The Task Force delivered the final strategy on Friday, December 2 to President Obama, who established the Task Force by executive order, to continue the Administration's ongoing commitment to the Gulf region [See WIMS 10/6/10]. The group is made up of representatives from the five Gulf States and 11 Federal agencies, including EPA, CEQ, Department of Agriculture, Department of Commerce (NOAA), Department of Defense, Department of the Interior, Department of Justice, Department of Transportation, Office of Management and Budget, Office of Science and Technology Policy and White House Domestic Policy Council.
The strategy is the first restoration blueprint ever developed for the Gulf to include input from states, tribes, Federal agencies, local governments and thousands of involved citizens and organizations across the region. The plan represents a commitment by all parties to continue to work together in an unprecedented collaboration to prepare the Gulf region to transition from response to recovery and address the decades-long decline that the Gulf's ecosystem has endured.
EPA Administrator Jackson said, "After the Deepwater Horizon disaster, this Task Force brought together people from across the Gulf Coast in unparalleled ways to talk about how we tackle both the immediate environmental devastation, as well as the long-term deterioration that has for decades threatened the health, the environment and the economy of the people who call this place home. It has all come to this moment -- when we move from planning and researching to supporting real, homegrown actions aimed at restoring this vital ecosystem."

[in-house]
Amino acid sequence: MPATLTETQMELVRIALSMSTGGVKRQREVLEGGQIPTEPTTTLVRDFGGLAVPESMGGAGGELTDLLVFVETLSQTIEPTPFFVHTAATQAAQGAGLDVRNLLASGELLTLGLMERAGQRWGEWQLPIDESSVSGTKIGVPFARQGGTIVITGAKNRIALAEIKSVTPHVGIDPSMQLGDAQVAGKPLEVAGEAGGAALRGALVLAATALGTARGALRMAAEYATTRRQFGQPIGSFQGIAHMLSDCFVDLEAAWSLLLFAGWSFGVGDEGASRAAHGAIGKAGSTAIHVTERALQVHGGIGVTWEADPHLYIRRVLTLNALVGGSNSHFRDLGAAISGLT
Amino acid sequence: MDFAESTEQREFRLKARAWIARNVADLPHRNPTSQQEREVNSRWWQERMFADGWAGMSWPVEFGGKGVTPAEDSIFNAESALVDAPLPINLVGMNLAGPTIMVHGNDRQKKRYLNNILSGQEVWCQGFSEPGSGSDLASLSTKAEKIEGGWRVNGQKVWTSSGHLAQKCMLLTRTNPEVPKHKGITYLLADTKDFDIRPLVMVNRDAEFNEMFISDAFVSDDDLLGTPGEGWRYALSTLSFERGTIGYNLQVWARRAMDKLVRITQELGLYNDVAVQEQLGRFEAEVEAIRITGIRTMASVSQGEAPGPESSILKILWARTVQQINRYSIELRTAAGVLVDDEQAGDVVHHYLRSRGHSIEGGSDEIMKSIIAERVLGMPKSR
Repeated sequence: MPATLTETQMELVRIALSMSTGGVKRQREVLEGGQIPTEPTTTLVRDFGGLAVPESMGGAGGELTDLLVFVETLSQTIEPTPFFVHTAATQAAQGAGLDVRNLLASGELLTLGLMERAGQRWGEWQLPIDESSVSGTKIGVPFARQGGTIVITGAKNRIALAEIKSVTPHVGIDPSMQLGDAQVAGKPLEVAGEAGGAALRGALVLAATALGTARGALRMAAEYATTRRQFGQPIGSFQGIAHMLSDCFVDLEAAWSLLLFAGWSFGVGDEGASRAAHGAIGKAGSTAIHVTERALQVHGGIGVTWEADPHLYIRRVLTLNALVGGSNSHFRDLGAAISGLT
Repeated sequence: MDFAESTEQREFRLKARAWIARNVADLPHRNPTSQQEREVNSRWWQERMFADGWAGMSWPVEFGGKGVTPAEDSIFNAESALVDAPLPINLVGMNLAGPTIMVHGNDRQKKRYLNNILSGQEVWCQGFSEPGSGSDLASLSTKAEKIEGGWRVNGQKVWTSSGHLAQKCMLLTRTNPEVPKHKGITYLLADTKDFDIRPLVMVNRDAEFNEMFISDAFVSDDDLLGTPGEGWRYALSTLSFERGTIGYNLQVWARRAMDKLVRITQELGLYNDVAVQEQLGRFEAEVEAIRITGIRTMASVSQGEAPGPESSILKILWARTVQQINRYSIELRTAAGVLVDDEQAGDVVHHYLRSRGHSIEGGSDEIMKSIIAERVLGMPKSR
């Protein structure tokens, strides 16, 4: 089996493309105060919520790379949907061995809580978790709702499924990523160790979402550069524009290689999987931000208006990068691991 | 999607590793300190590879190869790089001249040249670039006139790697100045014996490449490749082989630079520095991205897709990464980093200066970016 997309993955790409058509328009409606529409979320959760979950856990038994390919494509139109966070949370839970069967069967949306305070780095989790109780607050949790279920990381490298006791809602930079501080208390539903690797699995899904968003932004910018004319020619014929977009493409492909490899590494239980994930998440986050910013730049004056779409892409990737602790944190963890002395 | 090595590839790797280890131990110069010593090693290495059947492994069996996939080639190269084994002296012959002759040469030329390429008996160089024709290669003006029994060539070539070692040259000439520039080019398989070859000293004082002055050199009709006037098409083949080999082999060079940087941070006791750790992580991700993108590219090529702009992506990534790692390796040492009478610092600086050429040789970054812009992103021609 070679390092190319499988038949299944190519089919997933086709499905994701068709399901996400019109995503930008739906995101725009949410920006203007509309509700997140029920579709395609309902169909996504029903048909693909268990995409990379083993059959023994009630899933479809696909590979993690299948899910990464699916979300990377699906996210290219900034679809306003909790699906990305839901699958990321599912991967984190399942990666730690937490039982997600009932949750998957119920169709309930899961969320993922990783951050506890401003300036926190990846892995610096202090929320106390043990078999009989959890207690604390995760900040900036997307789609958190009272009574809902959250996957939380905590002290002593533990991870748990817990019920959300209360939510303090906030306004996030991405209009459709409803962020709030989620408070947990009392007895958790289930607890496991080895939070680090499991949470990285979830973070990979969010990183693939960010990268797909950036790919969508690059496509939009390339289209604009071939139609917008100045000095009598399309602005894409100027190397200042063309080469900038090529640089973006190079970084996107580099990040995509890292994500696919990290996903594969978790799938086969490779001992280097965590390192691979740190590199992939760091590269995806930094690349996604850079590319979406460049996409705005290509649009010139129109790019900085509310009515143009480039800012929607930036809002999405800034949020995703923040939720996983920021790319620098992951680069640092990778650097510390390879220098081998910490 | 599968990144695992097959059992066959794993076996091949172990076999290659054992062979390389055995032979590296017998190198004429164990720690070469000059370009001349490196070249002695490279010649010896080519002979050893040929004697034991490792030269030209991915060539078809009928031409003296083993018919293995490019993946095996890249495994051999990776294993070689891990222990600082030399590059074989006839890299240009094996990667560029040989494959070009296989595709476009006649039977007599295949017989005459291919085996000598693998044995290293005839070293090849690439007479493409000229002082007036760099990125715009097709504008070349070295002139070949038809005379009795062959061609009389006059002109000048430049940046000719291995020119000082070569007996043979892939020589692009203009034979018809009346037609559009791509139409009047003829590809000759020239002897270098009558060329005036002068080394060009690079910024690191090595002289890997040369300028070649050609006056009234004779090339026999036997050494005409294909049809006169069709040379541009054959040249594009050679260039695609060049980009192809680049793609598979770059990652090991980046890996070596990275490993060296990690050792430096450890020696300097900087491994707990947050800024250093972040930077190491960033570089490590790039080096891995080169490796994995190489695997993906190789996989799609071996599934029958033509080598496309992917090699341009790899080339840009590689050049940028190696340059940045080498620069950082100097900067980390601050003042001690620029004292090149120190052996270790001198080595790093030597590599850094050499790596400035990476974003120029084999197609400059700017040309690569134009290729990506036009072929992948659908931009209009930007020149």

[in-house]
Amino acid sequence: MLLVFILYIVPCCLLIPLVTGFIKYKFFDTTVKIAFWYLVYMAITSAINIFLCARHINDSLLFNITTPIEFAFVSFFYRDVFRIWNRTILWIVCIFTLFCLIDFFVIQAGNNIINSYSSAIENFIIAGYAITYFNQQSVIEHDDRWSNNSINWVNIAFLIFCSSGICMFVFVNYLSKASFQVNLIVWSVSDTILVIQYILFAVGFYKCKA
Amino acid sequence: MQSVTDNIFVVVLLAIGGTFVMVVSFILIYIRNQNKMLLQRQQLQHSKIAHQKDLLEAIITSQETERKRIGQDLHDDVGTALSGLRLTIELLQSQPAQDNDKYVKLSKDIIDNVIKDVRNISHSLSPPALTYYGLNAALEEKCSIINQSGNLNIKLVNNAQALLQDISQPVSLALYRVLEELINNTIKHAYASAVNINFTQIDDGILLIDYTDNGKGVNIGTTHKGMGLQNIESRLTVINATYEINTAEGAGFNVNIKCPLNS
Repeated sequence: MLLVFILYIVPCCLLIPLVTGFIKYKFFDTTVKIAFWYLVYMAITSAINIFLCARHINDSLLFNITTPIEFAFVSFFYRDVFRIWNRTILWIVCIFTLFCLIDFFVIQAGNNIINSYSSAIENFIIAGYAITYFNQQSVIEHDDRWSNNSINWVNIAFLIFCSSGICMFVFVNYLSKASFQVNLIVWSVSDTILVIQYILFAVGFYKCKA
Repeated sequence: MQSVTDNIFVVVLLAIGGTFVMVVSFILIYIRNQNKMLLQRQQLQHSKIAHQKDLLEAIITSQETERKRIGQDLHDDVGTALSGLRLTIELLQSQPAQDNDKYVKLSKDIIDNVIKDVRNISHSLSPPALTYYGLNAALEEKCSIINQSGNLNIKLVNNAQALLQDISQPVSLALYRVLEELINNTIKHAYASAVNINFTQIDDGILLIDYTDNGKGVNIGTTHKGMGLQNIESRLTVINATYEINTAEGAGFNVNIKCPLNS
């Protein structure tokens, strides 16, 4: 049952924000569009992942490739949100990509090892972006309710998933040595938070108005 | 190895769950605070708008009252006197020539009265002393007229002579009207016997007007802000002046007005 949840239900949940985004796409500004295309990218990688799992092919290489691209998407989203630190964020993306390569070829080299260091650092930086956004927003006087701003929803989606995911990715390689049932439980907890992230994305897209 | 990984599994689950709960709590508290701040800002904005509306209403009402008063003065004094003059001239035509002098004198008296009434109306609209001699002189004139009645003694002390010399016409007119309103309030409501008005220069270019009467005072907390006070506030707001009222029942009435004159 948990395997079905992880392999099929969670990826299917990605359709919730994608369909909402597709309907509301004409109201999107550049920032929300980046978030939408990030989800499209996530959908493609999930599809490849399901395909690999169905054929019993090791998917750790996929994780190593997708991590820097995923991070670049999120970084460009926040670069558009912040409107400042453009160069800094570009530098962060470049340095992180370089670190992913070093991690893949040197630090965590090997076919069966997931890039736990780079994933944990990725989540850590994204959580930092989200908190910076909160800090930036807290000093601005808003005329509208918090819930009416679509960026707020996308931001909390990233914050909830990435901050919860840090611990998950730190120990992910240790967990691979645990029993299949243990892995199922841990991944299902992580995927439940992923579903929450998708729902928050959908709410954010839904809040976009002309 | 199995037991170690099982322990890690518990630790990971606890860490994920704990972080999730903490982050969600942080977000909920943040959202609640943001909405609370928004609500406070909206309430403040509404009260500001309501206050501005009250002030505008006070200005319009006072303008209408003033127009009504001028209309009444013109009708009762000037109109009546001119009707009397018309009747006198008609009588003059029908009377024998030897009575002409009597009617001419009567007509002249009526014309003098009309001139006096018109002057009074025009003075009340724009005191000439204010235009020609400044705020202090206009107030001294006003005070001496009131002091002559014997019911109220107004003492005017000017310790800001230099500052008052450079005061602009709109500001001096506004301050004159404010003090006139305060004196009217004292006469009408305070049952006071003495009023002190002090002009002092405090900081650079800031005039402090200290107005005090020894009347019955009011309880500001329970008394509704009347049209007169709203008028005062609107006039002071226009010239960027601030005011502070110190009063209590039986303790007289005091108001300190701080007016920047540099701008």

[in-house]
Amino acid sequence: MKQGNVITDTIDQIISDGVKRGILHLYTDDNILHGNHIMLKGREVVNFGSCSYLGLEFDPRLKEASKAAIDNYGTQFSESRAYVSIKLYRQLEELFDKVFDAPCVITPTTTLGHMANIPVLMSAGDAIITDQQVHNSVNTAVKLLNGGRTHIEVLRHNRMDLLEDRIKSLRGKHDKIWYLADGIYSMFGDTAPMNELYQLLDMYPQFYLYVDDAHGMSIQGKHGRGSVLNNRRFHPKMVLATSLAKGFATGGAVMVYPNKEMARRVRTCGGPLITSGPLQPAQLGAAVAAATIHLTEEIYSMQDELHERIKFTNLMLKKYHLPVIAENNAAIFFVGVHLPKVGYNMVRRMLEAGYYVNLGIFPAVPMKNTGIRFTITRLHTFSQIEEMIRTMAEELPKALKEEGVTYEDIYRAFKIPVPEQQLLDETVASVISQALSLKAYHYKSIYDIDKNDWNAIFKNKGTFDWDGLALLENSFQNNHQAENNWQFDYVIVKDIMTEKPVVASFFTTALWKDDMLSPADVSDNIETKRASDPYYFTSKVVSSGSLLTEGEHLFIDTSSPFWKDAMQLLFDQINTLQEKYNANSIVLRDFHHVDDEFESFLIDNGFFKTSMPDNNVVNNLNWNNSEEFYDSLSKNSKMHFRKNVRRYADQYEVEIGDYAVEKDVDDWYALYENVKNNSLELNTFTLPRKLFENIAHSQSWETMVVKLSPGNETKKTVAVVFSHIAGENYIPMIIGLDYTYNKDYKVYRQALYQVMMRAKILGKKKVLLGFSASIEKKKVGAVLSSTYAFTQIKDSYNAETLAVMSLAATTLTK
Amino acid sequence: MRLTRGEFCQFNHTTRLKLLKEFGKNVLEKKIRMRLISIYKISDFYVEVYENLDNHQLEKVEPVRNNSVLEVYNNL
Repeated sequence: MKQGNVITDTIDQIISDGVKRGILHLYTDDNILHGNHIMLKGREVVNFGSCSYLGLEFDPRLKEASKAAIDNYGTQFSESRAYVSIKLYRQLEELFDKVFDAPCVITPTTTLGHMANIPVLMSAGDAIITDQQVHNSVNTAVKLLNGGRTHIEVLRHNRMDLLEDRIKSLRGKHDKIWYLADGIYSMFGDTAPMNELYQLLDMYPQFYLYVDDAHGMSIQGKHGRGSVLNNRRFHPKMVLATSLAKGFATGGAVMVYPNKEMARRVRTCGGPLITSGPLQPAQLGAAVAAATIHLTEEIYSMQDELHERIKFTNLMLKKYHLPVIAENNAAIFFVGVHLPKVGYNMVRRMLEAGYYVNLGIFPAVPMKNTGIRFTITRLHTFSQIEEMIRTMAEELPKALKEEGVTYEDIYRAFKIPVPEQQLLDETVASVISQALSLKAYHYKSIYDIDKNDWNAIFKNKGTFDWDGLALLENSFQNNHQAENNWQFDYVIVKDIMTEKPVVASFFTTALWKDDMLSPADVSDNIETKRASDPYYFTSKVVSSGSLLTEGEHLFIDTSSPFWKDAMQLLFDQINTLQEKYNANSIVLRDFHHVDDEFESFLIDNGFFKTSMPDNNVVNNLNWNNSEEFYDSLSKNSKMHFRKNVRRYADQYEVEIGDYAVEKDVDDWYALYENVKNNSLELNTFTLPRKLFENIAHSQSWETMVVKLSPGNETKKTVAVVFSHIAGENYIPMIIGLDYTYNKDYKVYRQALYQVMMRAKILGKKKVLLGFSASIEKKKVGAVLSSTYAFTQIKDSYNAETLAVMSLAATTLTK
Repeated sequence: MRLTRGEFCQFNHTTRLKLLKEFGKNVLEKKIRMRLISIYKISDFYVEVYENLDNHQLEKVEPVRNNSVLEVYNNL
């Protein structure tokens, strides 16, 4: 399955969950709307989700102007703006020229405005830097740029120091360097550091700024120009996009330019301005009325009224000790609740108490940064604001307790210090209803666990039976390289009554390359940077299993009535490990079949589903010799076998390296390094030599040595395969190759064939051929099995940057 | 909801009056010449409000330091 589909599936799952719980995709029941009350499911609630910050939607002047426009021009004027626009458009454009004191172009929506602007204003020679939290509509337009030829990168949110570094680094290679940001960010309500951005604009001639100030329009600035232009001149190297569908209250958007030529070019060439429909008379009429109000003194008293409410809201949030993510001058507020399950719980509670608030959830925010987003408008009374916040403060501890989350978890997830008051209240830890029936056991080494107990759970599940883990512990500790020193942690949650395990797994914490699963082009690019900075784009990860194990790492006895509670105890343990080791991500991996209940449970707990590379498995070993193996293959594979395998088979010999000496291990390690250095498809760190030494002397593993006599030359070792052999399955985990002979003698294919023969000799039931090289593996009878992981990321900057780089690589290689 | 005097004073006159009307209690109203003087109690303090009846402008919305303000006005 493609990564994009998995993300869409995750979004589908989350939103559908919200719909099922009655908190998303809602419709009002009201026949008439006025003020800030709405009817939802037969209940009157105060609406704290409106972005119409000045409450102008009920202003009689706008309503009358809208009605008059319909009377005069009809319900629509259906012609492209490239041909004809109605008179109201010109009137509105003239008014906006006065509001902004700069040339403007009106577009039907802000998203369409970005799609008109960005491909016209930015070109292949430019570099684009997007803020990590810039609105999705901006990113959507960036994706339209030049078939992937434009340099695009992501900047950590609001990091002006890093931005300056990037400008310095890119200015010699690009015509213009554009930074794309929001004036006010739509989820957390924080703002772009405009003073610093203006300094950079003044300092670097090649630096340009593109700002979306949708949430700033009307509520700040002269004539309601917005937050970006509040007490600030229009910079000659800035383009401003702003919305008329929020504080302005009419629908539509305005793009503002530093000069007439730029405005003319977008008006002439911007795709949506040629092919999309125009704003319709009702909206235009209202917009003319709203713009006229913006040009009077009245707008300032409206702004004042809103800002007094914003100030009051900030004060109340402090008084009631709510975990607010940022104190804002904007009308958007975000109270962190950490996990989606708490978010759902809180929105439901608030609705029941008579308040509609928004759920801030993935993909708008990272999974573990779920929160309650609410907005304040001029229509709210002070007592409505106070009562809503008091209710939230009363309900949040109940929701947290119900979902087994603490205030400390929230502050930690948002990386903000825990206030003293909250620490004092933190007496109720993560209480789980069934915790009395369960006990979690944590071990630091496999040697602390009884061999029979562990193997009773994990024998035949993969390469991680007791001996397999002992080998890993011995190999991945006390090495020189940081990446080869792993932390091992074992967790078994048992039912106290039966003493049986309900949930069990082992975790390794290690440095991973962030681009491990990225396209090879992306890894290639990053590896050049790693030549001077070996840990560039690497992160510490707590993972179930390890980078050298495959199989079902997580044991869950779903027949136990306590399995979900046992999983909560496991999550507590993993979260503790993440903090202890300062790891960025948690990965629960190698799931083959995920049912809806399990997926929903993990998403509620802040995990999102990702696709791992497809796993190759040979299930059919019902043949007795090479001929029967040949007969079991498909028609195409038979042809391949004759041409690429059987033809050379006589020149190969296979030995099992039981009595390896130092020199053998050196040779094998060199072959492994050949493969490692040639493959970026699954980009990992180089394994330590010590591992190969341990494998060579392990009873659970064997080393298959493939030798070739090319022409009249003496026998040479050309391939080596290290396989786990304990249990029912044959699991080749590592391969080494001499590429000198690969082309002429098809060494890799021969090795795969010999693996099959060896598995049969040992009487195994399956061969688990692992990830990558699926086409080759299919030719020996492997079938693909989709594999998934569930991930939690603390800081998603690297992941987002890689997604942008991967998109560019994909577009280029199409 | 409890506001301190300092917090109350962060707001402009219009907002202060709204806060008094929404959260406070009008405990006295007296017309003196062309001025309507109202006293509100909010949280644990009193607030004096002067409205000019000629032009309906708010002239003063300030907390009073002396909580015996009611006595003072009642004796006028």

With the release of the final strategy today, the Task Force marks the beginning of the implementation phase of the strategy by announcing new initiatives, including $50 million in assistance from the U.S. Department of Agriculture's Natural Resources Conservation Service to help agricultural producers in seven Gulf Coast river basins improve water quality, increase water conservation and enhance wildlife habitat. USDA's multi-year environmental restoration effort, known as the Gulf of Mexico Initiative, or GoMI, represents a 1,100% increase in financial assistance for Gulf priority watersheds.
The natural resources of the Gulf's ecosystem are vital to many of the region's industries that directly support economic progress and job creation, including tourism and recreation, seafood production and sales, energy production and navigation and commerce. The final strategy was developed following more than 40 public meetings throughout the Gulf to listen to the concerns of the public. Among the key priorities of the strategy are:
1) Stopping the Loss of Critical Wetlands, Sand Barriers and Beaches -- The strategy recommends placing ecosystem restoration on an equal footing with historic uses such as navigation and flood damage reduction by approaching water resource management decisions in a far more comprehensive manner that will bypass harm to wetlands, barrier islands and beaches. The strategy also recommends implementation of several congressionally authorized projects in the Gulf that are intended to reverse the trend of wetlands loss.
2) Reducing the Flow of Excess Nutrients into the Gulf -- The strategy calls for working in the Gulf and upstream in the Mississippi watershed to reduce the flow of excess nutrients into the Gulf by supporting state nutrient reduction frameworks, new nutrient reduction approaches, and targeted watershed work to reduce agricultural and urban sources of excess nutrients.
3) Enhancing Resiliency among Coastal Communities -- The strategy calls for enhancing the quality of life of Gulf residents by working in partnership with the Gulf with coastal communities. The strategy specifically recommends working with each of the States to build the integrated capacity needed through effective coastal improvement plans to better secure the future of their coastal communities and to implement existing efforts underway.